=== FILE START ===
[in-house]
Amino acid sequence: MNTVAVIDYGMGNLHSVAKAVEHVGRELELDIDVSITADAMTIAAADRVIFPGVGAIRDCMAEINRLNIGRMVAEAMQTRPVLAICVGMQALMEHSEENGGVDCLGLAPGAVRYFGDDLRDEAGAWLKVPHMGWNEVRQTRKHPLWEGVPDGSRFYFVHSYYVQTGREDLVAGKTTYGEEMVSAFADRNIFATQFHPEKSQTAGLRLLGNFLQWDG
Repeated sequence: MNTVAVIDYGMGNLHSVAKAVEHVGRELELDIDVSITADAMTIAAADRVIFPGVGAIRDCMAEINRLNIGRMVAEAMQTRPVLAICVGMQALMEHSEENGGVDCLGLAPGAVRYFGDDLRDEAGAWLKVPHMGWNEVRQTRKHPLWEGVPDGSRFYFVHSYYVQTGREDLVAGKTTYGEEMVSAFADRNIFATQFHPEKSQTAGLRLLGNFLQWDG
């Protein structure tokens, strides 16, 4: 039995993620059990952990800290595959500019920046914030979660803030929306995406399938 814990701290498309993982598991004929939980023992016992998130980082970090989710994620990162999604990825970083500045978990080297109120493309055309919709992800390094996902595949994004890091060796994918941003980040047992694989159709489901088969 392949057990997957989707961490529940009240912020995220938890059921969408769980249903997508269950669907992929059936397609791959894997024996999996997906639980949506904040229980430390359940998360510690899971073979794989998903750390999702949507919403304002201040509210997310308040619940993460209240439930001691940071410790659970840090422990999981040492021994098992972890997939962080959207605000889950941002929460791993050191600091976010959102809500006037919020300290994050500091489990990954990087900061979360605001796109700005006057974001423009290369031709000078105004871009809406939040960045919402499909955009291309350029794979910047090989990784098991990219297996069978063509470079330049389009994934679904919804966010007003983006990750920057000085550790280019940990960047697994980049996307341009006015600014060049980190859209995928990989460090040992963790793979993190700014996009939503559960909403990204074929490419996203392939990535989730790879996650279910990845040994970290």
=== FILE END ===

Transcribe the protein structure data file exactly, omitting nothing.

[in-house]
Amino acid sequence: MNTVAVIDYGMGNLHSVAKAVEHVGRELELDIDVSITADAMTIAAADRVIFPGVGAIRDCMAEINRLNIGRMVAEAMQTRPVLAICVGMQALMEHSEENGGVDCLGLAPGAVRYFGDDLRDEAGAWLKVPHMGWNEVRQTRKHPLWEGVPDGSRFYFVHSYYVQTGREDLVAGKTTYGEEMVSAFADRNIFATQFHPEKSQTAGLRLLGNFLQWDG
Repeated sequence: MNTVAVIDYGMGNLHSVAKAVEHVGRELELDIDVSITADAMTIAAADRVIFPGVGAIRDCMAEINRLNIGRMVAEAMQTRPVLAICVGMQALMEHSEENGGVDCLGLAPGAVRYFGDDLRDEAGAWLKVPHMGWNEVRQTRKHPLWEGVPDGSRFYFVHSYYVQTGREDLVAGKTTYGEEMVSAFADRNIFATQFHPEKSQTAGLRLLGNFLQWDG
């Protein structure tokens, strides 16, 4: 039995993620059990952990800290595959500019920046914030979660803030929306995406399938 814990701290498309993982598991004929939980023992016992998130980082970090989710994620990162999604990825970083500045978990080297109120493309055309919709992800390094996902595949994004890091060796994918941003980040047992694989159709489901088969 392949057990997957989707961490529940009240912020995220938890059921969408769980249903997508269950669907992929059936397609791959894997024996999996997906639980949506904040229980430390359940998360510690899971073979794989998903750390999702949507919403304002201040509210997310308040619940993460209240439930001691940071410790659970840090422990999981040492021994098992972890997939962080959207605000889950941002929460791993050191600091976010959102809500006037919020300290994050500091489990990954990087900061979360605001796109700005006057974001423009290369031709000078105004871009809406939040960045919402499909955009291309350029794979910047090989990784098991990219297996069978063509470079330049389009994934679904919804966010007003983006990750920057000085550790280019940990960047697994980049996307341009006015600014060049980190859209995928990989460090040992963790793979993190700014996009939503559960909403990204074929490419996203392939990535989730790879996650279910990845040994970290």